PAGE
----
Managing Online Social Predators and Bulliesby Vanessa DiMauro
Online social predators and community bullies pervade the internet. You know the type — out there in the social sphere trying to create chaos and breed discontent. They are the dissatisfied customer, the slighted consumer, the angry applicant who didn’t get the job, kids who think social vandalism is fun. Perhaps they got bumped off a flight, your software crashed their system or they got rejected from a club or college. These nay-saying crusaders are everywhere, and they show up again and again in online communities. And, oooh, they are tricky! They use strong language, call your baby ugly and, in extreme cases, change user names and pseudonyms even after they’ve been banned. Some are crazies and some have a point of view they are determined, to the point of obsession, on sharing whenever and wherever they can.
This is the dark side of online community building, and it doesn’t often get discussed. However, about a year ago Peter Auditore wrote an epic blog post what it means to be an online social predator from a first-person point of view. His point is that there is a class of online consumers that are willing and able to use community features to make their needs known, and that every company – whether using the social channel or not – must be ready for “that guy.” Let’s take the notion of being ready one step further. What should a company — especially one with an online community or social business presence — do to prepare for the social predator?
The first line of defense is always to have a plan, and not wait for the problem to show up before figuring out what to do. Acting in the moment, when emotion and blame are running hot, is not the time to make decisions and take actions online to counter the problem, especially if you haven’t already considered the issues and implications. Instead, play out a series of “What if” scenarios ahead of time to create effective strategies and involve the chain of command in the event of an emergency. Do you involve PR? Executives? Managers? If so, who? Do you know how to get in touch with them? What will their role be?
What is the definition of a true online emergency for your organization? For example, a leak of strategic company information that could impact the stock price or break regulatory rules constitutes a real emergency. However, an errant swear word or a community member flame war often does not rise to the level of an emergency.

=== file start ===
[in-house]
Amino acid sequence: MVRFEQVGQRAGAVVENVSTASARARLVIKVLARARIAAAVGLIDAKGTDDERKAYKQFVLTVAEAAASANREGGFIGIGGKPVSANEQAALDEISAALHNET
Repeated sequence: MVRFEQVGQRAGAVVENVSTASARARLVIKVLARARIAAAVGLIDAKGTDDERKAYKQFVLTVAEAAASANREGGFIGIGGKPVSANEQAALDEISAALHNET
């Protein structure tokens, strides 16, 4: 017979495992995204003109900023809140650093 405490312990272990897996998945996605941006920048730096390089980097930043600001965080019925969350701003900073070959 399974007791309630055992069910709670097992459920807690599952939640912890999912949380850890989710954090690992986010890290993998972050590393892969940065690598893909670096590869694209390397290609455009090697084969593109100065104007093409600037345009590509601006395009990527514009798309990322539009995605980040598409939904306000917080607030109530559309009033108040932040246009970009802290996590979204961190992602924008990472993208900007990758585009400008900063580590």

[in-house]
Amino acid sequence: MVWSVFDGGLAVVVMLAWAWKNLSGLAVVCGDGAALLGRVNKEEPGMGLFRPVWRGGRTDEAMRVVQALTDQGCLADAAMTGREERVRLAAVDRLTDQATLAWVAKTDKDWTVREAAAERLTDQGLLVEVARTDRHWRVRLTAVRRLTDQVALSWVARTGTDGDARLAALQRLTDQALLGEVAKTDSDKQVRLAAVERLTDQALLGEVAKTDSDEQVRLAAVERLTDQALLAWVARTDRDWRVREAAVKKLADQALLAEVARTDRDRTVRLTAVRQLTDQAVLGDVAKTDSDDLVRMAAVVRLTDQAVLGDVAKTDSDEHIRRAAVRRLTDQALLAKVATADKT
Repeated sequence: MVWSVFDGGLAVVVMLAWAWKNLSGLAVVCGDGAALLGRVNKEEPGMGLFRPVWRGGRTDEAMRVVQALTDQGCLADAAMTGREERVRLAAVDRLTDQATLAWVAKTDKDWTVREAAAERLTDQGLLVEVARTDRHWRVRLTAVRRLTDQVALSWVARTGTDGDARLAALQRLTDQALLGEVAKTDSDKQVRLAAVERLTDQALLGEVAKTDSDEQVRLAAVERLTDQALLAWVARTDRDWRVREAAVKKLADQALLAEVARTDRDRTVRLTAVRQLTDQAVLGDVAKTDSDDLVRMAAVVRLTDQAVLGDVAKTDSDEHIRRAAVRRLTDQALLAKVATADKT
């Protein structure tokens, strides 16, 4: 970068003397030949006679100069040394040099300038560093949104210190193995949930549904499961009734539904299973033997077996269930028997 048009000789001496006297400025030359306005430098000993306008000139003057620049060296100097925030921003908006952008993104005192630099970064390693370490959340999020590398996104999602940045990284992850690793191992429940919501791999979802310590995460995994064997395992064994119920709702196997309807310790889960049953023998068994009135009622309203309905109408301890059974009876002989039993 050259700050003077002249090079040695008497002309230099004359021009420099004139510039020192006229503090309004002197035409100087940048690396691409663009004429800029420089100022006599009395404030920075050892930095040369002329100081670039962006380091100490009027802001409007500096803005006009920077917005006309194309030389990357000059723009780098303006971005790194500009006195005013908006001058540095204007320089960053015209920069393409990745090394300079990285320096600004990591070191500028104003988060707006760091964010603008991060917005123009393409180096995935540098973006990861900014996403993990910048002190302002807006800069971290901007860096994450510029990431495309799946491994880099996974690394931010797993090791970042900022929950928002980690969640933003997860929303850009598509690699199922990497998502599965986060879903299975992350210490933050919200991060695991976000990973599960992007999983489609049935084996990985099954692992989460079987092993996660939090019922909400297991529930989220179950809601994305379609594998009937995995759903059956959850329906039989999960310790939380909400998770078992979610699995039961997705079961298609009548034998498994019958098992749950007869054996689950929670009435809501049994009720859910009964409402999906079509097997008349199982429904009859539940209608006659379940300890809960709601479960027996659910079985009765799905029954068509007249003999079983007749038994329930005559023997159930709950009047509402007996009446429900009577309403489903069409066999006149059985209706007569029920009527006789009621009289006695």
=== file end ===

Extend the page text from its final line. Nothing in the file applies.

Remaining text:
In true militaristic style, the US Air Force created a now-infamous blog triage plan to manage an online crisis. While geared for the government, it is a few clicks and meetings away from being usable by many larger organizations.
Once the strategic planning is done, the next phase is to determine (usually on a case-by-case basis) what the general range of approaches to the problem should be. Here’s where the community manager’s judgement and experience come squarely into play. He is likely to know (or, if the community is large, quickly determine) if the social predator is a valued community member, a recurring trouble-maker or a new registrant, which helps determine the intention of the post. Did they mean well and just want to heighten awareness of a situation, or are they trying to create chaos? How trustworthy is the member and the message? Is it written with a rational point of view or clearly the rantings of a crazy person? Community members with a high degree of emotional intelligence (EQ) can often tell the difference – so a poster’s intentions do matter and are often clear to the members, though perhaps not at first glance by an outsider.
Then determine whether the matter being raised can be addressed. I do not advocate a blanket “take it down” strategy as this can fan the flames of the issue — not to mention the social predator’s ire — and drive both the predator and other members to alternative channels. Those channels may be beyond your organization’s control – such as Twitter, LinkedIn or Google+. So consider it a gift if the predator posts on your branded social channel. It signals a genuine desire to get a response to the situation your organization. In some cases, even if the topic is uncomfortable for the organization, the social predator may represent of a commonly-held sentiment that really should be addressed. Often a simple acknowledgement — it needn’t be an admission of guilt– will help soothe the ruffled feathers. Even if the claim is legit, social media history has proven honestly rarely hurts. A response also means you’ve followed protocol and reached out to the member.
And if he keeps coming back? Well, there’s always the bozo filter!